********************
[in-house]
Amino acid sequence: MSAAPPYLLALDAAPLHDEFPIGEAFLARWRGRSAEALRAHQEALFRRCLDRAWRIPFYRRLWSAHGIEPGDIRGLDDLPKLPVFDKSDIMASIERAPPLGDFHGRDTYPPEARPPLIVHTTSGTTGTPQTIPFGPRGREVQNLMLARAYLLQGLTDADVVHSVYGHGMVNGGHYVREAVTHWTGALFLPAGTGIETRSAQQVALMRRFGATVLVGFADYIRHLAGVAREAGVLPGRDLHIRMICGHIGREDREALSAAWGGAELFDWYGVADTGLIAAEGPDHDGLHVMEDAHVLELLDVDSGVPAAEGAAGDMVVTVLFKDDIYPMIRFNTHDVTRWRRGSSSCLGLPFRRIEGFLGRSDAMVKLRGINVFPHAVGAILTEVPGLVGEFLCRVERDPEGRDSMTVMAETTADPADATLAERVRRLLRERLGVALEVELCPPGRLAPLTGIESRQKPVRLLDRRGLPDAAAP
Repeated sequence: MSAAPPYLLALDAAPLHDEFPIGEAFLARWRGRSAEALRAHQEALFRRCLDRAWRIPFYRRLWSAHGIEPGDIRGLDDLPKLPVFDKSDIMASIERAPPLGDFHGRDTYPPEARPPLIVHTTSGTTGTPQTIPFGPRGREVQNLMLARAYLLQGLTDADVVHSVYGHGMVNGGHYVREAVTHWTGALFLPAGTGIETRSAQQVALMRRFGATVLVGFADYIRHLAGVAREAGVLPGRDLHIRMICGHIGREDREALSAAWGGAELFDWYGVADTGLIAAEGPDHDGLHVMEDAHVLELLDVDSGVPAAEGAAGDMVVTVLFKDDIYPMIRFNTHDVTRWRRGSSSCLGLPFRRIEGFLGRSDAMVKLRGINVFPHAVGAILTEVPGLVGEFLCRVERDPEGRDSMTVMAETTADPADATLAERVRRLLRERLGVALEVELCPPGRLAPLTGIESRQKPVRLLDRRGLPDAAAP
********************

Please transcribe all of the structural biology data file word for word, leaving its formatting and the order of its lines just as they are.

[in-house]
Amino acid sequence: MSAAPPYLLALDAAPLHDEFPIGEAFLARWRGRSAEALRAHQEALFRRCLDRAWRIPFYRRLWSAHGIEPGDIRGLDDLPKLPVFDKSDIMASIERAPPLGDFHGRDTYPPEARPPLIVHTTSGTTGTPQTIPFGPRGREVQNLMLARAYLLQGLTDADVVHSVYGHGMVNGGHYVREAVTHWTGALFLPAGTGIETRSAQQVALMRRFGATVLVGFADYIRHLAGVAREAGVLPGRDLHIRMICGHIGREDREALSAAWGGAELFDWYGVADTGLIAAEGPDHDGLHVMEDAHVLELLDVDSGVPAAEGAAGDMVVTVLFKDDIYPMIRFNTHDVTRWRRGSSSCLGLPFRRIEGFLGRSDAMVKLRGINVFPHAVGAILTEVPGLVGEFLCRVERDPEGRDSMTVMAETTADPADATLAERVRRLLRERLGVALEVELCPPGRLAPLTGIESRQKPVRLLDRRGLPDAAAP
Repeated sequence: MSAAPPYLLALDAAPLHDEFPIGEAFLARWRGRSAEALRAHQEALFRRCLDRAWRIPFYRRLWSAHGIEPGDIRGLDDLPKLPVFDKSDIMASIERAPPLGDFHGRDTYPPEARPPLIVHTTSGTTGTPQTIPFGPRGREVQNLMLARAYLLQGLTDADVVHSVYGHGMVNGGHYVREAVTHWTGALFLPAGTGIETRSAQQVALMRRFGATVLVGFADYIRHLAGVAREAGVLPGRDLHIRMICGHIGREDREALSAAWGGAELFDWYGVADTGLIAAEGPDHDGLHVMEDAHVLELLDVDSGVPAAEGAAGDMVVTVLFKDDIYPMIRFNTHDVTRWRRGSSSCLGLPFRRIEGFLGRSDAMVKLRGINVFPHAVGAILTEVPGLVGEFLCRVERDPEGRDSMTVMAETTADPADATLAERVRRLLRERLGVALEVELCPPGRLAPLTGIESRQKPVRLLDRRGLPDAAAP